By Sujoy Dhar NEW DELHI, Sep 9, 2010 (IPS) - Instances of ‘honour killings’ in Indian communities still steeped in traditional beliefs continue unabated. Yet the government has not enacted tougher laws that will deal a decisive blow against this societal scourge.
For bringing dishonour to the family, couples defying time-honoured traditions in many orthodox Indian villages must flee for their lives lest they become victims of ‘honour killing’ committed by kin or members of their own caste.
Some of the couples on the run were either caught unawares or hounded out and killed by their families who were determined to restore honour to the clan.
"Young couples live in fear. They are often driven to suicide, if not killed," Nishi Kant, who runs Shakti Vahini, a non-governmental organisation researching honour killings in India, told IPS.
Marrying outside one’s caste or within one’s lineage (‘gotra’), or outside one’s religion is still tabooed by many Indian families, who believe such "aberrant behaviours" deserve the most brutal punishment, often in the form of death.
Over the past months, horrific reports of honour killings have been pouring in. About 45 people have died as a result of such killings in the past 19 months, according to Shakti Vahini. Despite the spike in honour killings, the state remains a mute spectator, said Kant.
The ruling United Progressive Alliance has condemned the killings but has not acted decisively on the sensitive issue, fearing a dent in its traditional vote banks.
ICANN has posted the Revised Proposed Registry Agreement and Due Diligence Documentation for public comment on the ICANN website. FSC has responded to the Board with a letter of requests and has filed a Documentary Information Disclosure Policy for additional information.
We need your help! FSC is launching an industry-wide call-to-action. It is imperative that you speak up now!
ICANN’s .XXX current comment period closes Thursday, September 23rd so ACT NOW!
There are two ways in which adult industry professionals can be counted on the public forum:
1. Click on the link below and respond to the statements of opposition. FSC will compile the data and report it to ICANN
Make sure that you mention that you are a professional member of the adult online community-the party most impacted by the ICANN Board’s decision. Write to the Board about any of a number of issues as demonstrated below.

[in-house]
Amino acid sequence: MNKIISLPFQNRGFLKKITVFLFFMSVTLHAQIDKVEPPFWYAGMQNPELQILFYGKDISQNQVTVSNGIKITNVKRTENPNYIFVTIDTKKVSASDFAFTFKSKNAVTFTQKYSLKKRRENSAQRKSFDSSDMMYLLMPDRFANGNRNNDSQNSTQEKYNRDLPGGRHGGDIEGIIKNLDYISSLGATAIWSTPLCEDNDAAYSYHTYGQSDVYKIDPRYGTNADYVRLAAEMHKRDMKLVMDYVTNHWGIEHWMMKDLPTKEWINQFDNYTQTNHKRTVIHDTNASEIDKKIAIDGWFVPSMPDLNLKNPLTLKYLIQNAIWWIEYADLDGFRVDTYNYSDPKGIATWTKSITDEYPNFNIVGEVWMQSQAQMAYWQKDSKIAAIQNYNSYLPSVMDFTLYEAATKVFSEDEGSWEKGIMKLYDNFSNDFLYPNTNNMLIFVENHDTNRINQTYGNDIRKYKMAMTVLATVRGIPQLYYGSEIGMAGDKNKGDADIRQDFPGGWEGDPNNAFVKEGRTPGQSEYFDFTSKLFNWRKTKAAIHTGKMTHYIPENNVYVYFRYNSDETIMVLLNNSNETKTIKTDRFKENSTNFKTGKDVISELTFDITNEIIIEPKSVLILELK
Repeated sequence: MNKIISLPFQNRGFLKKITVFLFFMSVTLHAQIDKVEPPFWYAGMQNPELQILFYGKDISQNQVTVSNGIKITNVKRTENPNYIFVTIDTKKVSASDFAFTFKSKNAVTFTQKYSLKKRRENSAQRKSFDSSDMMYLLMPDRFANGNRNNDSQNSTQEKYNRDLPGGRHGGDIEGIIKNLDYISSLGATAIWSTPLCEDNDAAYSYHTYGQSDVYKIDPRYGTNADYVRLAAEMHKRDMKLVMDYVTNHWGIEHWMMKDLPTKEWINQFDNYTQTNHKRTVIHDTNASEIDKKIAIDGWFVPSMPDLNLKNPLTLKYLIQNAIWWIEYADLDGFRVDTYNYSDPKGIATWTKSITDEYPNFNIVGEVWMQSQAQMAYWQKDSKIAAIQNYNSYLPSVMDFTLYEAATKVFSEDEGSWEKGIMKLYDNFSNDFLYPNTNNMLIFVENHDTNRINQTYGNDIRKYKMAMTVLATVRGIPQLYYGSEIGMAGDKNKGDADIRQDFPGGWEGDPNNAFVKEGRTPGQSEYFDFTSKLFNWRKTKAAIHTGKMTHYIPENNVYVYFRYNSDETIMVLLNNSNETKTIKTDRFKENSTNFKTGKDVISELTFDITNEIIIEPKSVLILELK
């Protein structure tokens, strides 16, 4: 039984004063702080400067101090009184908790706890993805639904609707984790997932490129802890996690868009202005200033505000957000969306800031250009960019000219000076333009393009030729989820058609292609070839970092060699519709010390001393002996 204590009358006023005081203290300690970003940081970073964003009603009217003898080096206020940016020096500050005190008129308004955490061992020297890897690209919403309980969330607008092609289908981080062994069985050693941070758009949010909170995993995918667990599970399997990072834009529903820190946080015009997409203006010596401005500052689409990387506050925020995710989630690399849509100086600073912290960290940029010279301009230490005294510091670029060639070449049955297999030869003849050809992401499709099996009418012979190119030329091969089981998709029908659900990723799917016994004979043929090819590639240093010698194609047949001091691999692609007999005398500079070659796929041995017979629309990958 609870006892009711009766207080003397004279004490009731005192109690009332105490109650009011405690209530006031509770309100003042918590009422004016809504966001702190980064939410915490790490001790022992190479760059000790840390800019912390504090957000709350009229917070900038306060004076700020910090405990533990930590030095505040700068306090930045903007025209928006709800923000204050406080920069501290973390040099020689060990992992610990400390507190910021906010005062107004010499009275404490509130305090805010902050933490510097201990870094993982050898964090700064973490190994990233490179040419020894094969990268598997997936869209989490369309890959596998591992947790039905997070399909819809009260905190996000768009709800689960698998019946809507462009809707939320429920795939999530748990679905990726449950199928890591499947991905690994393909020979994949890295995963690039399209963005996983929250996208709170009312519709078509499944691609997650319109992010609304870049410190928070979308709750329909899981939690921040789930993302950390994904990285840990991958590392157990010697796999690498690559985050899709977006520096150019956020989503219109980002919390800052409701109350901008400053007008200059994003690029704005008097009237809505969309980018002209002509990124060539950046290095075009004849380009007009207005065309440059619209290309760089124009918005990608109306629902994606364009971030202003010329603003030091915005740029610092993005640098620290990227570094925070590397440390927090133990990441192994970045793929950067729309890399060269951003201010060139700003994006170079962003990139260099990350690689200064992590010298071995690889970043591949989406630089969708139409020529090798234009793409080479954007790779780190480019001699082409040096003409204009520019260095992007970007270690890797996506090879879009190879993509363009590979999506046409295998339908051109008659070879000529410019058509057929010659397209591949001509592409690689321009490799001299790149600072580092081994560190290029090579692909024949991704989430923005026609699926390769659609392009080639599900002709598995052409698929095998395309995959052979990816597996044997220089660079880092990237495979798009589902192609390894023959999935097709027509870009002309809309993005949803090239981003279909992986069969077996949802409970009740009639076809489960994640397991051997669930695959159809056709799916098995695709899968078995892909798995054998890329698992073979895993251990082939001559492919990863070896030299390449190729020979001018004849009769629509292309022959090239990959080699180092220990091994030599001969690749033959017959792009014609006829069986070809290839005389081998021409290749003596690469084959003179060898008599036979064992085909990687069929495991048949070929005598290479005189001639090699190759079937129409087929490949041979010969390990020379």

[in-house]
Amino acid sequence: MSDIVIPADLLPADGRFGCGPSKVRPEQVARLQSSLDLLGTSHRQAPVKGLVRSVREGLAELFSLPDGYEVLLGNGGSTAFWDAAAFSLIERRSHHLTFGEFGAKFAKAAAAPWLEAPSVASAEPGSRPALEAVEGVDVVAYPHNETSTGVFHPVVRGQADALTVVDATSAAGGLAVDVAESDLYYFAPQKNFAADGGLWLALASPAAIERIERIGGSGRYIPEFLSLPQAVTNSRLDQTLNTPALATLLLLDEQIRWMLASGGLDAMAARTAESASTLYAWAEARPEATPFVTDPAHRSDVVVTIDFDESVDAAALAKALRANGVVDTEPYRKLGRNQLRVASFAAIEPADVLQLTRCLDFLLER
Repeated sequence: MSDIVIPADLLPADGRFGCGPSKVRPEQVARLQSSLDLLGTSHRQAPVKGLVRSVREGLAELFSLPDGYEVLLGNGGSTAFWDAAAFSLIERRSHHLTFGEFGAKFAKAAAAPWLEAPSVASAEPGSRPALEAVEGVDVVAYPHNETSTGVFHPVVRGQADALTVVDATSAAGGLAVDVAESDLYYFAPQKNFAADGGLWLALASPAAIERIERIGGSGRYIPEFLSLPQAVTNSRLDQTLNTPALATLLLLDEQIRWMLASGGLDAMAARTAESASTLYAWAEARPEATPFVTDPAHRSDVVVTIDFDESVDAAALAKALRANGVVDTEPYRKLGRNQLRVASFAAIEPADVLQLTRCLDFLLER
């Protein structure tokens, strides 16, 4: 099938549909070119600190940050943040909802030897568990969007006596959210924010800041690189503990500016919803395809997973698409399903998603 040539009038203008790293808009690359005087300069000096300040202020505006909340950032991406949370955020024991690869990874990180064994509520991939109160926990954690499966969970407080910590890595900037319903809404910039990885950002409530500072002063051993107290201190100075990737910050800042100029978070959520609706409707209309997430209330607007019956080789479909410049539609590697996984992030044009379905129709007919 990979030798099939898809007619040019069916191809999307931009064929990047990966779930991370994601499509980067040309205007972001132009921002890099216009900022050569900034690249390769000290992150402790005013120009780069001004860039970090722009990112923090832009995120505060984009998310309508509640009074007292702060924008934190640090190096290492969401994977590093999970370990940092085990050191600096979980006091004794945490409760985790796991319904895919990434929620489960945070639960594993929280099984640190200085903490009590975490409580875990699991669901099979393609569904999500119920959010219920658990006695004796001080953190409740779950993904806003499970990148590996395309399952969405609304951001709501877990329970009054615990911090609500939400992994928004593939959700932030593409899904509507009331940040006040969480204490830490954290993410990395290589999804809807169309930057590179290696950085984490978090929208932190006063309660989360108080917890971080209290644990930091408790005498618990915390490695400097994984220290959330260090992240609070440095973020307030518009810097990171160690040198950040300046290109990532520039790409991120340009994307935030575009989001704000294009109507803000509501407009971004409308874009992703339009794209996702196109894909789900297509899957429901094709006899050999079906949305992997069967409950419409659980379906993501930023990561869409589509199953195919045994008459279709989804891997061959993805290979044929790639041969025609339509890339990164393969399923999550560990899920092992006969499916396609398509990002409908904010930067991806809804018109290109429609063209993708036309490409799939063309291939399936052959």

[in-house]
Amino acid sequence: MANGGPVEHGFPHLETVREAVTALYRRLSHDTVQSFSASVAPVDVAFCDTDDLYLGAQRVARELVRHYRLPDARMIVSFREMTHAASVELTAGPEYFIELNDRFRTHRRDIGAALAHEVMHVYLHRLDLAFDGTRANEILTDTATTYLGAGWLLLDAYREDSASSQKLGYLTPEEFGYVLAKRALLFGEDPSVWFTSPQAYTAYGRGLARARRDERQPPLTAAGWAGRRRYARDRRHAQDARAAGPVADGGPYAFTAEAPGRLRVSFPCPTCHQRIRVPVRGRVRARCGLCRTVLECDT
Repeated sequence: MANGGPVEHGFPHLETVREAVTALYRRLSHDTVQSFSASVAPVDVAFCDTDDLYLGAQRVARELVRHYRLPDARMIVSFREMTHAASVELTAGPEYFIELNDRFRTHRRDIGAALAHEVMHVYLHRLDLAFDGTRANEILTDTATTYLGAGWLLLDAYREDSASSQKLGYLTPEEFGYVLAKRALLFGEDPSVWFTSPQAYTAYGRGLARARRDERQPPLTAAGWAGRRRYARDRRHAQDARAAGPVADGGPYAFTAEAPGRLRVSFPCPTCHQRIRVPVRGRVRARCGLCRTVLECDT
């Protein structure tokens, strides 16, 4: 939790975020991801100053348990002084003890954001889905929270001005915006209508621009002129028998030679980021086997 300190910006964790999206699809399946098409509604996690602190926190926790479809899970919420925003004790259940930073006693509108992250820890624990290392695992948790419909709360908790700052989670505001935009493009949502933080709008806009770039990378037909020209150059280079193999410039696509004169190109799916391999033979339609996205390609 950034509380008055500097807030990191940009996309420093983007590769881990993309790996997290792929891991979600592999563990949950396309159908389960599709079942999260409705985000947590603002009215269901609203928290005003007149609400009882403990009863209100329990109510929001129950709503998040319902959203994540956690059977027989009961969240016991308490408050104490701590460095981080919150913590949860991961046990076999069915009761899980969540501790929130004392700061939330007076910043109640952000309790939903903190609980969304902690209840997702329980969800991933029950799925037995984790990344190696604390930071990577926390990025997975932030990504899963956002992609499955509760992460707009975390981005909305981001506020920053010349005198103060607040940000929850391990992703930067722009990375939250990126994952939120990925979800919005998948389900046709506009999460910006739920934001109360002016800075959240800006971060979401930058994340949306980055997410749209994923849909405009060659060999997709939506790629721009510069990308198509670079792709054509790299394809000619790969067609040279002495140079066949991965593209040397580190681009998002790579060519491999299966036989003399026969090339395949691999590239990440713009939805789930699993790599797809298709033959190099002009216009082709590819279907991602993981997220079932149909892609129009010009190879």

Let the Board know that you are concerned…
… that ICM is pushing unnecessarily for a “responsible” global online community when the adult entertainment community already has an entity through which Internet publishers and others can self identify as a responsible global online adult entertain¬ment community through the Free Speech Coalition and its Code of Ethics.
… with companies that have pre-registered .XXX domain names but are in opposition to a .XXX sTLD . By ICM’s own definition those companies do not qualify for a .XXX sTLD because they do not voluntarily agree to the .XXX sTLD and thus believe that ICM’s proposed .XXX sTLD would be detrimental to their business.
… with the lack of transparency surrounding ICM’s submissions in the omission of the names of IFFOR Board members and Policy Council members who will develop regulations for the .XXX online industry.
… that adult businesses would be required to agree to comply with “IFFOR Policies and Best Practices Guidelines” that have yet to be created by boards and councils which have yet to be revealed.
… that information provided for public comment is insufficient. Members of the adult entertainment community require more information about the application in order to provide the appropriate level of feedback to the ICANN Board for it to make an informed decision.
… that if additional information is provided, the community most impacted by .XXX, the adult online community will not have sufficient time to respond and therefore request that the public comment period be extended 30 days after additional information that has been requested has been supplied.
Thank you. Your time and effort are greatly appreciated. If you have any questions or require additional information contact firstname.lastname@example.org.
17 September 2010 – Top United Nations officials today appealed to all countries that criminalize people on the basis of their sexual orientation or gender identity to reform such laws and to ensure the protection of basic human rights for all.
“No doubt deeply-rooted cultural sensitivities can be aroused when we talk about sexual orientation. Social attitudes run deep and take time to change. But cultural considerations should not stand in the way of basic human rights,” said Secretary-General Ban Ki-moon.
In a message to a panel discussion in Geneva on ending violence and criminal sanctions based on sexual orientation and gender identity, which was delivered by UN High Commissioner Navi Pillay, Mr. Ban noted that the responsibilities of the UN and the obligations of States are clear.
“No one, regardless of their sexual orientation or gender identity, should be subjected to torture or to cruel, inhuman or degrading treatment. No one should be prosecuted for their ideas or beliefs. No one should be punished for exercising their right to freedom of expression.”
Faith of the Abomination is an independent documentary film created in Austin, TX about the experiences of a lesbian couple who went undercover as a heterosexual couple inside an Evangelical Organization.
Sometimes opportunities in life present themselves in strange ways. Sometimes these opportunities reveal truths unknown, courage unexplored, and betrayals unexpected.
Faith of the Abomination is the story of two Evangelical lesbian women who were promised inclusion in the church, only to be thwarted at every turn. Feeling lonely and frustrated, they decided to change their outside package and joined the Evangelical Organization as man and woman. They were accepted immediately and soon became members of the church's inner circle. However, what they found there strayed far from the teachings of Jesus...
"A lot of women didn't know it was wrong that they'd been sterilized."